A winter flood warning was issued this week for the Otonabee River by Otonabee Conservation due to a combination of cold air temperatures, rough waters, high flows, heavy snowfall, and frazil ice formation in the area.
Frazil ice is not uncommon in winter—plunging air and water temperatures and calm, open water lead to the formation of needle-like ice crystals that can buildup and multiply. In the case of the Otonabee River, frazil ice accumulated along the shoreline, preventing water from flowing properly downstream.
Despite weather conditions earlier in the week that were conducive to more frazil ice formation, an update issued on Wednesday indicated that milder air temperatures and operations conducted by the Trent-Severn Waterway to decrease the flows from reservoirs on the river allowed flood waters to recede by about 20 cm in 24 hours. Flood water recession isn’t always linear, warns Otonabee Conservation, as water levels can hold or even begin to rise again.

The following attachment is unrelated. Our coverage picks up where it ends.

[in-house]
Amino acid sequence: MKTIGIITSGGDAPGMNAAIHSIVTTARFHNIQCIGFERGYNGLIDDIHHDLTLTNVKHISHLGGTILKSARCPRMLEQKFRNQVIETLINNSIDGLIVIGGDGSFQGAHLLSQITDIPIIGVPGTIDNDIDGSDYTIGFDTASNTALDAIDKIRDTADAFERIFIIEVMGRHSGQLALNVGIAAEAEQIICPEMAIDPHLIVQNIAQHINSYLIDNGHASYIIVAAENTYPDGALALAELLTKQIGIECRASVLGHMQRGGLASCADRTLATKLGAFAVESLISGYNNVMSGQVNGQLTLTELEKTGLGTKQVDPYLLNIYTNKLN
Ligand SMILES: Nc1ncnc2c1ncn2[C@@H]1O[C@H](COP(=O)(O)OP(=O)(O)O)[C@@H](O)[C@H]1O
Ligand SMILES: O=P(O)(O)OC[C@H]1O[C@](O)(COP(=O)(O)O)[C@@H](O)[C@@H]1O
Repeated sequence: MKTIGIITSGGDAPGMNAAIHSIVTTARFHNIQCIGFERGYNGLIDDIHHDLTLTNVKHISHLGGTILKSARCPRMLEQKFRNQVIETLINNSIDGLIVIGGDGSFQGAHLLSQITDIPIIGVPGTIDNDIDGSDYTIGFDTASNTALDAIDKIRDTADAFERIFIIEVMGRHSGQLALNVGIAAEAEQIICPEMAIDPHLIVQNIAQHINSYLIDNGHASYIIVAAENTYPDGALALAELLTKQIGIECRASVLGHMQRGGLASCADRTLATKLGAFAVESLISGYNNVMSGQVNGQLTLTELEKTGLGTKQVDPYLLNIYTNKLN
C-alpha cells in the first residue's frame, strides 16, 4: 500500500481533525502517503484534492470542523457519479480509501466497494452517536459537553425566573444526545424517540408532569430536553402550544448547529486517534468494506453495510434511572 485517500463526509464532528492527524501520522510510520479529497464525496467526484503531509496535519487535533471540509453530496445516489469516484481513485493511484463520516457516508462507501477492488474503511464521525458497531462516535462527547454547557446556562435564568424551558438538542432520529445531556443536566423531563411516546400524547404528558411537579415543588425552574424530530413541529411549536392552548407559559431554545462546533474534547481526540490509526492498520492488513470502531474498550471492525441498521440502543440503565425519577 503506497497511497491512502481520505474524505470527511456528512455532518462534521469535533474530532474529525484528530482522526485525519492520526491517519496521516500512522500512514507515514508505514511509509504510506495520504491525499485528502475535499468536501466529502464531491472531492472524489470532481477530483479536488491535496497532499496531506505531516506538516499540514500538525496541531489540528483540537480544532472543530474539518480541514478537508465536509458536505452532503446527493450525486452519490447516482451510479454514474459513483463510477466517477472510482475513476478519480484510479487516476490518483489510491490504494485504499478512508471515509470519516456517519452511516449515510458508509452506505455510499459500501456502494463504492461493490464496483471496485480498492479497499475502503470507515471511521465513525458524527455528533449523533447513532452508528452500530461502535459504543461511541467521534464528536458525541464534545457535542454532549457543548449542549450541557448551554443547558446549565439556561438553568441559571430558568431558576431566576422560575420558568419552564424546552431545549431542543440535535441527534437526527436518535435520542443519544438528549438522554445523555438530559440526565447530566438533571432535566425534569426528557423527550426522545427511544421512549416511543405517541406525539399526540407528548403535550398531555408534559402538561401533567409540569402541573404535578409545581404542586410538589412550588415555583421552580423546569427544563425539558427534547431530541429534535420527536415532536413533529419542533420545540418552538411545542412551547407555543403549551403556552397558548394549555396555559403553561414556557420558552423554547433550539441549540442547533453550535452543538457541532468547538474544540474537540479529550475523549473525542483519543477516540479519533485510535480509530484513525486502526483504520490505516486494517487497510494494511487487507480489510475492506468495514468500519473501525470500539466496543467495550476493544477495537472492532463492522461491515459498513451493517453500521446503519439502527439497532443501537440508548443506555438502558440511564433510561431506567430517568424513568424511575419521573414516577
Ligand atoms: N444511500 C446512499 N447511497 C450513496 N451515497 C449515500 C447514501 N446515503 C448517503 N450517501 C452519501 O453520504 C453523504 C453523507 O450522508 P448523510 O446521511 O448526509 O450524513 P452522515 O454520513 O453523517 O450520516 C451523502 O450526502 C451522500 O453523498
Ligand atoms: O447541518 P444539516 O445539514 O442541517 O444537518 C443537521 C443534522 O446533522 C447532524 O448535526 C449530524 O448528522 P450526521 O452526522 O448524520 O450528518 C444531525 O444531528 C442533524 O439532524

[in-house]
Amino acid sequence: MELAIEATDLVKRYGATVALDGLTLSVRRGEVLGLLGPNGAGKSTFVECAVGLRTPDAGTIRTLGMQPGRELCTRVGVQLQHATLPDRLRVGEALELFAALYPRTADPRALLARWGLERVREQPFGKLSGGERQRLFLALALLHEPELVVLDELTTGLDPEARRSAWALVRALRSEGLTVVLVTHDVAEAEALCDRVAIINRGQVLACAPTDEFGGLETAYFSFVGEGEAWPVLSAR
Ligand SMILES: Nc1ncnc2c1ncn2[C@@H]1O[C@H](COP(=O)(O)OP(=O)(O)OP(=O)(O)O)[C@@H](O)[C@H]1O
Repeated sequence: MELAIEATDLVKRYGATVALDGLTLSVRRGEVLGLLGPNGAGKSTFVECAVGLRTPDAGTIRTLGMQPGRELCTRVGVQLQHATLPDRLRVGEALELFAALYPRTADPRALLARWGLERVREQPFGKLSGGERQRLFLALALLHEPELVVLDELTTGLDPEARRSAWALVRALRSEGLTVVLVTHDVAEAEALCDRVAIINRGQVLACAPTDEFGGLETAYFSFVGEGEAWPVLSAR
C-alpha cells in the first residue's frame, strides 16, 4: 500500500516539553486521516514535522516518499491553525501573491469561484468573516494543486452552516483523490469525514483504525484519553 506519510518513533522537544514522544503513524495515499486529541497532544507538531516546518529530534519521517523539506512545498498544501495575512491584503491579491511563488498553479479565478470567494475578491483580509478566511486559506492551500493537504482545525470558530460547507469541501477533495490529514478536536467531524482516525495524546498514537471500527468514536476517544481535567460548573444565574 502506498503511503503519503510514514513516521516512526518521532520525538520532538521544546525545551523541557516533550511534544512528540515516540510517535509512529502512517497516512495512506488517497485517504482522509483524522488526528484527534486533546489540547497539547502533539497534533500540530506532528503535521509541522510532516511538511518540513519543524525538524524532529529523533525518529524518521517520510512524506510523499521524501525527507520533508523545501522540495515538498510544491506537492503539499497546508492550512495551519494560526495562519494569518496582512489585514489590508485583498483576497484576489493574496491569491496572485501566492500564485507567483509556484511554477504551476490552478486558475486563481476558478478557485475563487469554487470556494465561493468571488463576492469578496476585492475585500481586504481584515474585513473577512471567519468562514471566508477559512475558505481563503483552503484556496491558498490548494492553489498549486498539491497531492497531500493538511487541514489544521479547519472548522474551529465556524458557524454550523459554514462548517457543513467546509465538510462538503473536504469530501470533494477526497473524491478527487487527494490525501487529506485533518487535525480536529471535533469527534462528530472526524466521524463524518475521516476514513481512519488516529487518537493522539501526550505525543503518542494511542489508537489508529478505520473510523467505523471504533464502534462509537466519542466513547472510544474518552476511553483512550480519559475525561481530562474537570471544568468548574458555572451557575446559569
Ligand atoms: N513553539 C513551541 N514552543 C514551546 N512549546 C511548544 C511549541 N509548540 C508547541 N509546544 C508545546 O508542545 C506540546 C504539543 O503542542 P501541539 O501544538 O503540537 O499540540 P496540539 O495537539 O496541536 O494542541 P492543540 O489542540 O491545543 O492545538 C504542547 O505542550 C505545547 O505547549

On Friday, Otonabee Conservation downgraded the warning to a Flood Watch due to milder air temperatures and reduced water volumes. Residents are encouraged to remain cautious and to monitor conditions closely as the Trent-Severn Waterway slowly increases the flow of water on the river. When in doubt, keep SAFE: Staying Away From the Edge of all waterbodies in the area.
In the short term, residents and cottagers can minimize property damage from imminent flooding by taking electric appliances out of basements; placing valuables or furniture higher in the cottage or removing them completely; turning off any propane-, oil-, or gas-fired appliances and making sure their tanks are secure; turning the water off, but leaving the power on to ensure sump pumps can still function.
If you are in a high-risk area for flooding, you may want to consider more significant flood proofing.